Nietzsche saw Being as a myth at times, but neither the Buddha nor Nagarjuna ever saw Being as a “myth.” Rather, they saw it as a delusion that humans superimpose upon the world. It was Nietzsche, especially the Nietzsche of Twilight of the Idols, who saw Being as a myth.
What Nietzsche and Buddhism do have in common is the tendency to psychologize even static fields of knowledge – to submit even fixed natural laws to introspection, mind, and moods. A major tenet of Buddhist philosophy can be succinctly summed up as a “pre-reflective commitment to substance metaphysics.”
Nietzsche did not believe in a unified subject, but nor did he commit to a complete empirical disentangling of the subject the way the Buddha did. To Buddha, the individual could famously be reduced to elementary-pieces (skadhas). To use an analogy from Zen writer Brad Warner, the skadhas are like a junk heap – remove the pieces of junk, and there’s no heap. Nietzsche would never accept such a degrading perspective for his Overman – he would view it as fraught with nihilism. (And though this is often misunderstood, Nietzsche was indeed an anti-nihilist.)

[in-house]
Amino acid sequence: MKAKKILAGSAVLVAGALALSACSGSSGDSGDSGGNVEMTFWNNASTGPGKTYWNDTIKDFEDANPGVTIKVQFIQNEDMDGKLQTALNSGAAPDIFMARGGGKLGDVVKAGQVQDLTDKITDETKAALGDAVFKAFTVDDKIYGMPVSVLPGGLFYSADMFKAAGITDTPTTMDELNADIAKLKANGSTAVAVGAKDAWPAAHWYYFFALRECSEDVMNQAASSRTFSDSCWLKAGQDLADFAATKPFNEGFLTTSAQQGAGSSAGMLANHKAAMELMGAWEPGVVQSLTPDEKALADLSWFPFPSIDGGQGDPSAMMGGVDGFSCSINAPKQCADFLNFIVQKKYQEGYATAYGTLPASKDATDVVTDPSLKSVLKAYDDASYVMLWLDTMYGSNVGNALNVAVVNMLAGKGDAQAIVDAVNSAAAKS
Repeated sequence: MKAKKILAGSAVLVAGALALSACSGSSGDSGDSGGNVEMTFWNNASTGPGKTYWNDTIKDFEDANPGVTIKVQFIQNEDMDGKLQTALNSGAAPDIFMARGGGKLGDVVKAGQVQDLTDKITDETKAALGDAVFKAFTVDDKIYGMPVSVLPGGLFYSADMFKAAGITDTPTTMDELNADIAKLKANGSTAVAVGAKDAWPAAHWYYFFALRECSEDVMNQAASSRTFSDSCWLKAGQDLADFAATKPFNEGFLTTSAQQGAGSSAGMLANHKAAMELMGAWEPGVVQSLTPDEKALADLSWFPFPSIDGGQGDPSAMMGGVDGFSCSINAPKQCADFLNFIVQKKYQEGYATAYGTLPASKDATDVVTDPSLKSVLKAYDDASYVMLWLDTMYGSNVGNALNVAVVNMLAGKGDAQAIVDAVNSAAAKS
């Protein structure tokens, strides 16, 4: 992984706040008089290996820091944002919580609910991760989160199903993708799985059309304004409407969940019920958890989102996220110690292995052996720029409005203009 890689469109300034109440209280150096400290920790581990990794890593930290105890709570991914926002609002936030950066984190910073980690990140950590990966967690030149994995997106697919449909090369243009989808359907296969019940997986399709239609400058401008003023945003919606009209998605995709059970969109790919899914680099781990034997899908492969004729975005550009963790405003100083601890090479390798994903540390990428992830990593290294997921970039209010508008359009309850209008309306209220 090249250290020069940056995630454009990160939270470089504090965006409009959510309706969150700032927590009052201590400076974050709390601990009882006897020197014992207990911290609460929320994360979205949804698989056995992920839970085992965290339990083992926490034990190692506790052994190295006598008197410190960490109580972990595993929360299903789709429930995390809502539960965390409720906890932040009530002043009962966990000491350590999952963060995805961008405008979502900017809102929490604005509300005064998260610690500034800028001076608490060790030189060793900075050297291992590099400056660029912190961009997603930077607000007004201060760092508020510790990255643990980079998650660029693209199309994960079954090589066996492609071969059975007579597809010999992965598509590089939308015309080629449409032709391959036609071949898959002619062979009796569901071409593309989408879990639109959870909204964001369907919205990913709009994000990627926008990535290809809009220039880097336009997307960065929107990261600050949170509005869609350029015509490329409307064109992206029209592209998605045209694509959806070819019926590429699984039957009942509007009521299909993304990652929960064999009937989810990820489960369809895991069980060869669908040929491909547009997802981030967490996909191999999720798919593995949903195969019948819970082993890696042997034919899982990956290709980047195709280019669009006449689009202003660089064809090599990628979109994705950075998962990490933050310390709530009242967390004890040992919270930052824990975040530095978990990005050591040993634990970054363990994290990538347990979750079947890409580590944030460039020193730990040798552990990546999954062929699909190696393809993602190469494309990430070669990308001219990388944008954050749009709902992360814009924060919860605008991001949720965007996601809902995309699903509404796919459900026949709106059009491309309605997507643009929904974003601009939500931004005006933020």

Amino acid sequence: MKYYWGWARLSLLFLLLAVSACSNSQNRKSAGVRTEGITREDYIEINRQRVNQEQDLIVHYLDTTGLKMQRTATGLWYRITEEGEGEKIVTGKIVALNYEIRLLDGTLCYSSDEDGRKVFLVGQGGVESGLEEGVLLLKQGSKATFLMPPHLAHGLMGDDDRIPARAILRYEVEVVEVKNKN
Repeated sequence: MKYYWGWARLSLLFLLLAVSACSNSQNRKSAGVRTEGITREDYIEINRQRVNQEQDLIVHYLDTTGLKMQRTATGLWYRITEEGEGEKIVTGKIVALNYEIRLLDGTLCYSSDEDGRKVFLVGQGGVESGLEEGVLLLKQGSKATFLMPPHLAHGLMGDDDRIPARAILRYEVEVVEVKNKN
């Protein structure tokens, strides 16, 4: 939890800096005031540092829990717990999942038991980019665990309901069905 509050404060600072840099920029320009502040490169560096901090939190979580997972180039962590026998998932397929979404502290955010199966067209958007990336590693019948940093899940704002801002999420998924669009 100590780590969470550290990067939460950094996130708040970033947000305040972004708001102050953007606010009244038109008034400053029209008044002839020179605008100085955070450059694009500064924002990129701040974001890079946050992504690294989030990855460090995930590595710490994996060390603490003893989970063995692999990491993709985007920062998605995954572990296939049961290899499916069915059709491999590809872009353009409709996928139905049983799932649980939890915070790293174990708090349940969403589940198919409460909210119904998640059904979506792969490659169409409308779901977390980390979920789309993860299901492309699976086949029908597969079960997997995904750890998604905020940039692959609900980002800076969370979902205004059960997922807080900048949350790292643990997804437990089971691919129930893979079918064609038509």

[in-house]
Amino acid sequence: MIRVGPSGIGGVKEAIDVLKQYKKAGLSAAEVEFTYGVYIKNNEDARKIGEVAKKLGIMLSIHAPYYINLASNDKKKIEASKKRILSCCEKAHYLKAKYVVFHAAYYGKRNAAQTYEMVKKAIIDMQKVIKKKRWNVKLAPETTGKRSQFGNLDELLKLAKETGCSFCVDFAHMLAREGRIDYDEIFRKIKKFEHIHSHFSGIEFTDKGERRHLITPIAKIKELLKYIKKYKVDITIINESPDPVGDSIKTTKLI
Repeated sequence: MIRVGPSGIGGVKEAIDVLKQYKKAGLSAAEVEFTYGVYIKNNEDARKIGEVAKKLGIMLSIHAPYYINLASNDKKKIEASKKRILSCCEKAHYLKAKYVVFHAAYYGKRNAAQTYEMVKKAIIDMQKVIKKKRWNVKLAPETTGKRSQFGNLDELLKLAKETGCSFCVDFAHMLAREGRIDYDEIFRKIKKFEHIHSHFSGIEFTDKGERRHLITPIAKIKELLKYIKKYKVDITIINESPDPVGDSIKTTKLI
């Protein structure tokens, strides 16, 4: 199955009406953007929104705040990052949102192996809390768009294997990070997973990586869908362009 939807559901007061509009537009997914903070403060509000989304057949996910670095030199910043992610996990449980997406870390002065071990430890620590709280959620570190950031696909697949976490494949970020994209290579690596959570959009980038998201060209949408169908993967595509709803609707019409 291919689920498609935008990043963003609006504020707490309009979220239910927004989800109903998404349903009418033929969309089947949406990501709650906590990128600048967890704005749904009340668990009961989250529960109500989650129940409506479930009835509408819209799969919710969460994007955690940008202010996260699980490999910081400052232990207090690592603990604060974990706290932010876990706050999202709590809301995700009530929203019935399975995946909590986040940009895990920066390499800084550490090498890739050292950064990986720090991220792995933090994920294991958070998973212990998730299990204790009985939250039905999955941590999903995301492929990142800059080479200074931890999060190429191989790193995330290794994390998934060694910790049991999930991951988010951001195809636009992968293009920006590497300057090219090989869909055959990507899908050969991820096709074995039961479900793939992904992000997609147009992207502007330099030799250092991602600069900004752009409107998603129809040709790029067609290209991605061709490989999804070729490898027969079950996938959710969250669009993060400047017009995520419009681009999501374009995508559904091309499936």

To Nietzsche, pain and pleasure are a false polarity because in Nietzsche’s thinking, pain is simply the resistance that one must break through when one wishes to exercise acts of power in the world. Similarly, compassion is worthless to Nietzsche, unless it is the compassion of those who are strong. To Nietzsche, weak people who suffer will infect their compassion with their own suffering and thus only make things worse.